Composer and pianist Michael Harrison occupies a unique place in the world of music. His works are a blend of European musical traditions and those of North Indian classical music, forging an entirely new approach to composition through tunings and methodologies that employ and extend the ancient concept of “just intonation.”
Harrison earned international recognition when Revelation, his 75-minute work for piano in his own “just intonation” tuning, was selected as one of the Best Classical Recordings of the Year by The New York Times, Boston Globe and TimeOut New York, and Time Loops, with cellist Maya Beiser, was selected in NPR’s Top 10 Classical Albums of 2012.
Equally at home writing for voices (Roomful of Teeth), chamber orchestra (Alarm Will Sound), and Indian classical musicians, his music defies classification; yet many composers and critics confer that he is one of the most innovative artists of his generation, including Philip Glass, who called him an “American Maverick.” Inspired by both the Beatles and Bach, post-modern and jazz, Harrison blends Renaissance beauty with minimalist methodology, Eastern aesthetics with modern technology. The result is a body of concert music, interdisciplinary collaborations, and acclaimed solo albums.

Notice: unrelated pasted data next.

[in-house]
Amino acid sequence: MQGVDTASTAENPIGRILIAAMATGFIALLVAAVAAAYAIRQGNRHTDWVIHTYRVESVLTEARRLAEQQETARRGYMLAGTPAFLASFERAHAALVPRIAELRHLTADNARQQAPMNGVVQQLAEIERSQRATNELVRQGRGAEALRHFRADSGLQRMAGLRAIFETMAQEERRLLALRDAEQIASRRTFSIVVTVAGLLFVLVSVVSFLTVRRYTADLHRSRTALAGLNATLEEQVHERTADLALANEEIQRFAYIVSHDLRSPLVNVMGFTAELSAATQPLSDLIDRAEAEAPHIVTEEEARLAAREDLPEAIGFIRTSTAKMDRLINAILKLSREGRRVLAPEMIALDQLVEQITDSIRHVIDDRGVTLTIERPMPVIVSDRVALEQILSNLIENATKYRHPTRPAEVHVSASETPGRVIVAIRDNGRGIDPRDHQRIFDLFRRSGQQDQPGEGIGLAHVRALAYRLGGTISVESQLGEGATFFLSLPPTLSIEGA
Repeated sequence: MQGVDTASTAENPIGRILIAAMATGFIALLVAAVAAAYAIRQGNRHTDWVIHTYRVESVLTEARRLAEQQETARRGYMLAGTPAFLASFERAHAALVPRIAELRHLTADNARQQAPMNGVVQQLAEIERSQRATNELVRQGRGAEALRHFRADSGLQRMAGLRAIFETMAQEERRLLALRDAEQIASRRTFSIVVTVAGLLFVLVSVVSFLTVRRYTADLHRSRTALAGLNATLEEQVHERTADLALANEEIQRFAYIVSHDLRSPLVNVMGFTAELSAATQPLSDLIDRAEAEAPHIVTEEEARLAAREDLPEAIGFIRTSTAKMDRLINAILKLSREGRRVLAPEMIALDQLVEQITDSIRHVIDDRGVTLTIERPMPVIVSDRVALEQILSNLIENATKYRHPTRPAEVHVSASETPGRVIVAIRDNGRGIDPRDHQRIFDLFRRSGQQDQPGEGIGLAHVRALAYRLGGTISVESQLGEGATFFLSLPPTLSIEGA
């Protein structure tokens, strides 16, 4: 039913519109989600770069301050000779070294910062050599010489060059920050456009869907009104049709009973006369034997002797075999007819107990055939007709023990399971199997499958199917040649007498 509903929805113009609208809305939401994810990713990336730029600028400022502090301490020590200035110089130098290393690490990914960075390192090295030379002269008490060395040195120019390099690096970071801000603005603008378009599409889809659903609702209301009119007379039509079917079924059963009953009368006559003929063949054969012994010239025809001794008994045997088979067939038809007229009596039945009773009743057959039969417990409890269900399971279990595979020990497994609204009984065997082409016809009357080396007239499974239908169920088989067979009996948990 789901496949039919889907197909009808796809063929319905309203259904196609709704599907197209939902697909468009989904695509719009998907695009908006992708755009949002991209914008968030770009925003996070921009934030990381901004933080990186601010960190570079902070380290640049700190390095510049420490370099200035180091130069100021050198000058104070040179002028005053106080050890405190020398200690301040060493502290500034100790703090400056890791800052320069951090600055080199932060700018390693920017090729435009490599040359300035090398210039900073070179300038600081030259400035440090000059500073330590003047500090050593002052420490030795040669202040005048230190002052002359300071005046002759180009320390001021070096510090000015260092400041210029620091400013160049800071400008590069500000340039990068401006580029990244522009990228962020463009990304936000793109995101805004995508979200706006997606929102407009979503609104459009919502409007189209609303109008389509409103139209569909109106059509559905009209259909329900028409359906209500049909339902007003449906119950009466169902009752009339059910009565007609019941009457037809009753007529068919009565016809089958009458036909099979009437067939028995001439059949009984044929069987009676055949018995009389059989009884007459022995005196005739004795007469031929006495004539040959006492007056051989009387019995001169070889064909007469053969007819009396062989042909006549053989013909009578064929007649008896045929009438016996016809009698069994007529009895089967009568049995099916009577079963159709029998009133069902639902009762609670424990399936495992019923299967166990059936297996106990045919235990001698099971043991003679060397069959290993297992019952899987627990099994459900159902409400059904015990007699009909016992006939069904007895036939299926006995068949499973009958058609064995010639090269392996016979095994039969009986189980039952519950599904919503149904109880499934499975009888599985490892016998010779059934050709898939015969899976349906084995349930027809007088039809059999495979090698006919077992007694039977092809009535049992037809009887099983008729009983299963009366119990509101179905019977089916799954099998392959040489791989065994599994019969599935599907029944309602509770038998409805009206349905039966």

Harrison's music was transformed by discovering La Monte Young’s The Well-Tuned Piano, a work which he spent years learning, performing and perfecting the tuning. He also performs Indian classical music, having studied in India with Pandit Pran Nath, Mashkoor Ali Khan, and Terry Riley. Harrison not only mixes styles and traditions but also works interdisciplinarily on multimedia collaborations that use sound to illustrate the cosmos and to explore universal truths.
Harrison invented the "harmonic piano" which plays 24 notes per octave. He lives in New York and is the recipient of a 2018 Guggenheim Fellowship.
“The intelligent discrimination with which he approaches his work is something that I have heard only in a tiny handful of classical recordings starting with Glenn Gould.” – Stephen Hill, National Public Radio
“Michael Harrison's Revelation: Music in Pure Intonation is probably the most brilliant and original extended composition for solo piano since the early works of Frederic Rzewski three decades ago (and no, I’m not forgetting Elliott Carter).” – Pulitzer Prize-winning music critic, Tim Page
Visiting Artist at Arts Letters & Numbers Summer Workshops 2013-2018 and Creative Music Intensives 2018-2019.